This year, for the first time since the Industrial Revolution, more of Britain’s electricity production will come from zero-carbon energy sources than fossil fuels.
According to National Grid, annual power generation data from the last decade shows Britain’s reliance on cleaner energy sources (wind, solar, nuclear, hydropower and storage) will overtake fossil fuels (coal and gas-fired power generation) this year.
In May, Britain clocked up its first coal-free fortnight and generated record levels of solar power for two consecutive days, powering more than a quarter of the country’s daily electricity consumption.
John Pettigrew, CEO of National Grid, said: “The interconnectors that connect our electricity grid into Norway’s hydropower are part of this story, as is having the know-how to bring renewable generation onstream to complement conventional sources of generating power. This will help accelerate our progress towards delivering cleaner, greener energy for Britain’s homes, our travel and our work as quickly as possible.”
Britain’s energy system is in the midst of a rapid and complex transformation. The continued move to a clean power system will require significant upgrades to the transmission network, and National Grid is investing around £1.3bn each year to support this transition. Several factors have helped zero carbon beat fossil fuels so far this year, including the fact that 64.5 per cent of electricity imported to Britain through underwater cables, called interconnectors, has come from zero-carbon sources.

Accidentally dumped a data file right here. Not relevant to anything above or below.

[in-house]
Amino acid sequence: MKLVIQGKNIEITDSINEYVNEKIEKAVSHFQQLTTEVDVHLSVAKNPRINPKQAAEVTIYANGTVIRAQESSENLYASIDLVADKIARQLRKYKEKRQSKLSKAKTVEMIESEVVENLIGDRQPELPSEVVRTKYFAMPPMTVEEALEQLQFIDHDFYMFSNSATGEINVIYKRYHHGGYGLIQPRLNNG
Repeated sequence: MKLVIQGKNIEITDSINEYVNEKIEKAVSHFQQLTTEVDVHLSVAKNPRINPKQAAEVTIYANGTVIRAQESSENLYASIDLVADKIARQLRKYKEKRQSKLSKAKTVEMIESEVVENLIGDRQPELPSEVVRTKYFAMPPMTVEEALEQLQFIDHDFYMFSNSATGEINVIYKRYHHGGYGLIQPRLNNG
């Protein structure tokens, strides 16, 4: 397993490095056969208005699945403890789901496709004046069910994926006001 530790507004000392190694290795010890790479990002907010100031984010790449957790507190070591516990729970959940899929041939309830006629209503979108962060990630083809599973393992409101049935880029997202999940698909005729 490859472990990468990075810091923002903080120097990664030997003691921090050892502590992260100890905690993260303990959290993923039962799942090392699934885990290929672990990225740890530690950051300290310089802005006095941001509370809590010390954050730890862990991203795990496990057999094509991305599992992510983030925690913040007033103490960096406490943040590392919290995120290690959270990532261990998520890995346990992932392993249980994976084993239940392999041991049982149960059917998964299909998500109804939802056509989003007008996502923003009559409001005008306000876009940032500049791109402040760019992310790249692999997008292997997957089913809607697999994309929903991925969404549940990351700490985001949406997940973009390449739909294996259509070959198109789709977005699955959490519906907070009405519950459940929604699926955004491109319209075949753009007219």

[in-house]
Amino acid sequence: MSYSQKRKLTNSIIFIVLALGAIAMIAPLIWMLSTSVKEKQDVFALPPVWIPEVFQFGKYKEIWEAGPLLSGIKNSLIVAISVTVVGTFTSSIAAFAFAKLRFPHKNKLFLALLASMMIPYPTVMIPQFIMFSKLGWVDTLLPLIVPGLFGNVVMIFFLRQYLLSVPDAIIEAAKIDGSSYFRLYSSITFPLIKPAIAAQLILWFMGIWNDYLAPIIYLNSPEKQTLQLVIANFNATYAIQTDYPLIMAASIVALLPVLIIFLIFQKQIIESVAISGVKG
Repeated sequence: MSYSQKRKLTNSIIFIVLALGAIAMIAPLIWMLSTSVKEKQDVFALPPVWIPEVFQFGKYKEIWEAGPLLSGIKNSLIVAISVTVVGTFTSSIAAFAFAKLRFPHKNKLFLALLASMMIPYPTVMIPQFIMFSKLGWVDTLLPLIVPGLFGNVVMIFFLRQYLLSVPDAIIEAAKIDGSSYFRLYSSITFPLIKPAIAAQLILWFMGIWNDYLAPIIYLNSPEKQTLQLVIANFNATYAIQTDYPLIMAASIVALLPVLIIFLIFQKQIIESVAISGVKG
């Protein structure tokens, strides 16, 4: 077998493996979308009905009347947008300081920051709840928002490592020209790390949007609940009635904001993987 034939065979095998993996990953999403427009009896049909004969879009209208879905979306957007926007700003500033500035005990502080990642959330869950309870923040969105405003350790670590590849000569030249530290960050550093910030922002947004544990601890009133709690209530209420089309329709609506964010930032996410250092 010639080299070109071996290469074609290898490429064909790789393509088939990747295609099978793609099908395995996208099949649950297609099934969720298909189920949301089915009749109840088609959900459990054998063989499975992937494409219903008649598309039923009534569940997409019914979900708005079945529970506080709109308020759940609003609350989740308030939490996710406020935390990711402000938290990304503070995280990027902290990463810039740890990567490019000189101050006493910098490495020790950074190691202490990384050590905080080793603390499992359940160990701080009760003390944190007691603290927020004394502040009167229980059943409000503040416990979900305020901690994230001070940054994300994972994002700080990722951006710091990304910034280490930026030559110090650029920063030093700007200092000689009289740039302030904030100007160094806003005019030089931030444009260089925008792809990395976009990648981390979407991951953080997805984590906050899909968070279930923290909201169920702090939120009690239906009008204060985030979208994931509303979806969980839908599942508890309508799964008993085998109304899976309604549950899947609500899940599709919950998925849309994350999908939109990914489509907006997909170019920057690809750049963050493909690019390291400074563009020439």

Public concern about climate change is at an all-time high. New research commissioned by National Grid found that “climate anxiety” is exacerbated by a perceived lack of urgency around addressing the problem and the impact this will have on future generations. Nearly seven out of ten (69 per cent) of Brits who are concerned about climate change said it was because they believe it’s not being addressed urgently enough.
By 2030, National Grid will have at least six interconnectors operating in Britain, through which 90 per cent of electricity imported will be from zero-carbon sources.
National Grid’s fifth underwater electricity cable, the North Sea Link, will plug British homes into Norway’s biggest hydro-dam. The world’s longest interconnector at 720km is being laid between Blyth in Northumberland and the Blasjo reservoir in Kvilldal.